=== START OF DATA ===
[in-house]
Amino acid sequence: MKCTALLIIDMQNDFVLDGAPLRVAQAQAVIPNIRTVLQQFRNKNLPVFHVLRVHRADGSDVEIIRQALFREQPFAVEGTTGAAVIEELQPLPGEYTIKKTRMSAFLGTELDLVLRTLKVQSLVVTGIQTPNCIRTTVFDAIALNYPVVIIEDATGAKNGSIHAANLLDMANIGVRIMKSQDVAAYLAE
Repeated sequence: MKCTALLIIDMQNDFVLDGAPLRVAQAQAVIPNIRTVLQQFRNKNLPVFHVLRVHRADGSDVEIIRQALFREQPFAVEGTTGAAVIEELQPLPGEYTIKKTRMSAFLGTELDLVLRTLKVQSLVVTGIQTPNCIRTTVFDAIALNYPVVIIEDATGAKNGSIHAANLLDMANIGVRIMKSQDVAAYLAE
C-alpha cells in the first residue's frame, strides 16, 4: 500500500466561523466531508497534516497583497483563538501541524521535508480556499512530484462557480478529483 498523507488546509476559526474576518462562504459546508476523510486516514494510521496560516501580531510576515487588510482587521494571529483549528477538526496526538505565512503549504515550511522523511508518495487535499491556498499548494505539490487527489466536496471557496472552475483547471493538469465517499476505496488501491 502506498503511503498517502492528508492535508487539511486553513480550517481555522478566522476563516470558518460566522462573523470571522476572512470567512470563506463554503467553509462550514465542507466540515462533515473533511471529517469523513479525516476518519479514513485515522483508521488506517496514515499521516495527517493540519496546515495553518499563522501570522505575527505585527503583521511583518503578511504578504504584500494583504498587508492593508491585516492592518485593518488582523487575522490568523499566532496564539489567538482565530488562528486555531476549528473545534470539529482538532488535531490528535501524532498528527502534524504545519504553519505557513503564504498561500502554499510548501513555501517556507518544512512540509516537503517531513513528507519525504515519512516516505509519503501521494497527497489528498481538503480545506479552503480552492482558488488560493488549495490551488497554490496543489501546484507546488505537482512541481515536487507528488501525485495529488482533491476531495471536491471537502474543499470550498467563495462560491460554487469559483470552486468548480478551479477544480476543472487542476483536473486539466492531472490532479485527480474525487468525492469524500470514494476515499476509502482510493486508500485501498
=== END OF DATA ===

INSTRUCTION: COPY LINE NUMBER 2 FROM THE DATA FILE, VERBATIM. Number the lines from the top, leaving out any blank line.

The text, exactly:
Amino acid sequence: MKCTALLIIDMQNDFVLDGAPLRVAQAQAVIPNIRTVLQQFRNKNLPVFHVLRVHRADGSDVEIIRQALFREQPFAVEGTTGAAVIEELQPLPGEYTIKKTRMSAFLGTELDLVLRTLKVQSLVVTGIQTPNCIRTTVFDAIALNYPVVIIEDATGAKNGSIHAANLLDMANIGVRIMKSQDVAAYLAE